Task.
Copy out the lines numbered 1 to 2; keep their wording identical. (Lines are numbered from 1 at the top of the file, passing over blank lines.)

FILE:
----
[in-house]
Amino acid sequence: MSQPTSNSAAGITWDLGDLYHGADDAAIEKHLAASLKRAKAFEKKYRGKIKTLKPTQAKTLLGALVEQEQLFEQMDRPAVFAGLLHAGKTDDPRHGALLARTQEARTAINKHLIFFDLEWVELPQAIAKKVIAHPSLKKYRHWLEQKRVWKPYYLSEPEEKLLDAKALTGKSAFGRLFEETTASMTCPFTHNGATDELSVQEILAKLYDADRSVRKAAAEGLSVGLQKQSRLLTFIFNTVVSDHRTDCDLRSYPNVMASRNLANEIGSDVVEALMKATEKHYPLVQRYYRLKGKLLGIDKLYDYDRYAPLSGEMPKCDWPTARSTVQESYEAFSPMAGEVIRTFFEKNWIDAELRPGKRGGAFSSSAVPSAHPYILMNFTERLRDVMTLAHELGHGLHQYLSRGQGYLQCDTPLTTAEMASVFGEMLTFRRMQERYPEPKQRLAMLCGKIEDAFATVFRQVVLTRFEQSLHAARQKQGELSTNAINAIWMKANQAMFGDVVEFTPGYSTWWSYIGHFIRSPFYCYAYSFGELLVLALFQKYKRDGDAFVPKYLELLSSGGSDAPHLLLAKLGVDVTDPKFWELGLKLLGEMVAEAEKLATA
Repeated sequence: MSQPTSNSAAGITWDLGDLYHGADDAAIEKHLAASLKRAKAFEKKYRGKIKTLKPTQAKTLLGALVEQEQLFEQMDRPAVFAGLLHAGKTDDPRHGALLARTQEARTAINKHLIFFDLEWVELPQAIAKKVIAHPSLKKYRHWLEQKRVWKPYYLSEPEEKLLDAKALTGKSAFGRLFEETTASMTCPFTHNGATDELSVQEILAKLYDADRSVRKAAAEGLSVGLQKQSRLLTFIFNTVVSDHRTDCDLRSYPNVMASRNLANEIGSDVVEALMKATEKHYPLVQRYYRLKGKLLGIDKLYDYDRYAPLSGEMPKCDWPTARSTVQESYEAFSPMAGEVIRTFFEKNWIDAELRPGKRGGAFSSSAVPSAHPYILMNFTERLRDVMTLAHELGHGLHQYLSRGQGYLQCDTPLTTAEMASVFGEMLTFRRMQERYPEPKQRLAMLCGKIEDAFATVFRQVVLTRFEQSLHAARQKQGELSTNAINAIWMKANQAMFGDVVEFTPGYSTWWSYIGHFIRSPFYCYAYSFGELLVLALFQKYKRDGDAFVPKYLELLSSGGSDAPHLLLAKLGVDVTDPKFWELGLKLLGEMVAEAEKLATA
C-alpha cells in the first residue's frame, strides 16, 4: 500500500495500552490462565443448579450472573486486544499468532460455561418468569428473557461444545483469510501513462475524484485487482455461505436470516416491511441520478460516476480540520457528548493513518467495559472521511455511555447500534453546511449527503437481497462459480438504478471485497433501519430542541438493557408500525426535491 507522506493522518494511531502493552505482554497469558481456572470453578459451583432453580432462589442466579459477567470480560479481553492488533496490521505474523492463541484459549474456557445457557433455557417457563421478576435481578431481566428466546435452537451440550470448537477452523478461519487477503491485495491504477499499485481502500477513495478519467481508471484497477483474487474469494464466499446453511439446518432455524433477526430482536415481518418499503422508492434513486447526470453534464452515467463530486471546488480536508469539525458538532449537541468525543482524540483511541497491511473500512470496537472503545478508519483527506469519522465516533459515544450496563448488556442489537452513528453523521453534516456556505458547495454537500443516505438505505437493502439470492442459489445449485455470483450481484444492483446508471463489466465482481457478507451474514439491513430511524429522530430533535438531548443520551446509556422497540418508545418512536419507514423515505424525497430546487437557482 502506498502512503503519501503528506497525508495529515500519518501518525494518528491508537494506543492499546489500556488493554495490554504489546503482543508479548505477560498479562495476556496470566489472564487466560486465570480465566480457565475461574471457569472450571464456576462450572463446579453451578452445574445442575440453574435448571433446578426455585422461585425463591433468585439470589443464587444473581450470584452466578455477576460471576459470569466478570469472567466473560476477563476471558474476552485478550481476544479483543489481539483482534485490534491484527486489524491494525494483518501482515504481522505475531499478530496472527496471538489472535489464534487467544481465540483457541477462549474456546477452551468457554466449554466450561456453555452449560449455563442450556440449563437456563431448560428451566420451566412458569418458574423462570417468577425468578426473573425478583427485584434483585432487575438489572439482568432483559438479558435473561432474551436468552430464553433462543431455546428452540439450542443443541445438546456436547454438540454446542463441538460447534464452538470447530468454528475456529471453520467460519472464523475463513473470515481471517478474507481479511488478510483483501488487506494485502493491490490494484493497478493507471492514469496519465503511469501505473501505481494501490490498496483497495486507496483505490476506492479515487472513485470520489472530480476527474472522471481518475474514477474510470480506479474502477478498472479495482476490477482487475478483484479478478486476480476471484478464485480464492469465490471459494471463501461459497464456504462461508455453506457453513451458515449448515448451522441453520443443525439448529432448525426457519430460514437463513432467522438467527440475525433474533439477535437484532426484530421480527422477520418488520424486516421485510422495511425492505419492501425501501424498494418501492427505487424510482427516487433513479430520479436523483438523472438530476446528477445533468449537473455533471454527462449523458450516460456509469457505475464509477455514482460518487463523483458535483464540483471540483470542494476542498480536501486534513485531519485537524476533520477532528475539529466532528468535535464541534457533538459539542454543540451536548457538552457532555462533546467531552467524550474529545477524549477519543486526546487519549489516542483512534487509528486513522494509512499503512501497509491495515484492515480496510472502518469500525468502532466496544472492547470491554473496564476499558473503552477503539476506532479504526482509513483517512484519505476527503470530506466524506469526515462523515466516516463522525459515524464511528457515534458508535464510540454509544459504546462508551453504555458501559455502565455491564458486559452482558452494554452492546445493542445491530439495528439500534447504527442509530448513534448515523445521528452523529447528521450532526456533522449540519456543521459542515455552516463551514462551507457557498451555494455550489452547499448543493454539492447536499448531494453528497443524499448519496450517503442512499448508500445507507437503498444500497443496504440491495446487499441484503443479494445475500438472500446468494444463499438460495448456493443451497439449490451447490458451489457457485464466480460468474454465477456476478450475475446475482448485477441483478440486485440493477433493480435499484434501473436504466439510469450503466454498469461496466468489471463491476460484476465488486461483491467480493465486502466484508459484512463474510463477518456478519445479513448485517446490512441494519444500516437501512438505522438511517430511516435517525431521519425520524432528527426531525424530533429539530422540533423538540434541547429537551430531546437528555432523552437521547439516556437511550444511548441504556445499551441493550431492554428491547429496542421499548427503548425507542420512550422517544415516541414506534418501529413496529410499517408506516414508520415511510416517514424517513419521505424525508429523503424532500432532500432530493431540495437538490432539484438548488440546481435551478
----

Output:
[in-house]
Amino acid sequence: MSQPTSNSAAGITWDLGDLYHGADDAAIEKHLAASLKRAKAFEKKYRGKIKTLKPTQAKTLLGALVEQEQLFEQMDRPAVFAGLLHAGKTDDPRHGALLARTQEARTAINKHLIFFDLEWVELPQAIAKKVIAHPSLKKYRHWLEQKRVWKPYYLSEPEEKLLDAKALTGKSAFGRLFEETTASMTCPFTHNGATDELSVQEILAKLYDADRSVRKAAAEGLSVGLQKQSRLLTFIFNTVVSDHRTDCDLRSYPNVMASRNLANEIGSDVVEALMKATEKHYPLVQRYYRLKGKLLGIDKLYDYDRYAPLSGEMPKCDWPTARSTVQESYEAFSPMAGEVIRTFFEKNWIDAELRPGKRGGAFSSSAVPSAHPYILMNFTERLRDVMTLAHELGHGLHQYLSRGQGYLQCDTPLTTAEMASVFGEMLTFRRMQERYPEPKQRLAMLCGKIEDAFATVFRQVVLTRFEQSLHAARQKQGELSTNAINAIWMKANQAMFGDVVEFTPGYSTWWSYIGHFIRSPFYCYAYSFGELLVLALFQKYKRDGDAFVPKYLELLSSGGSDAPHLLLAKLGVDVTDPKFWELGLKLLGEMVAEAEKLATA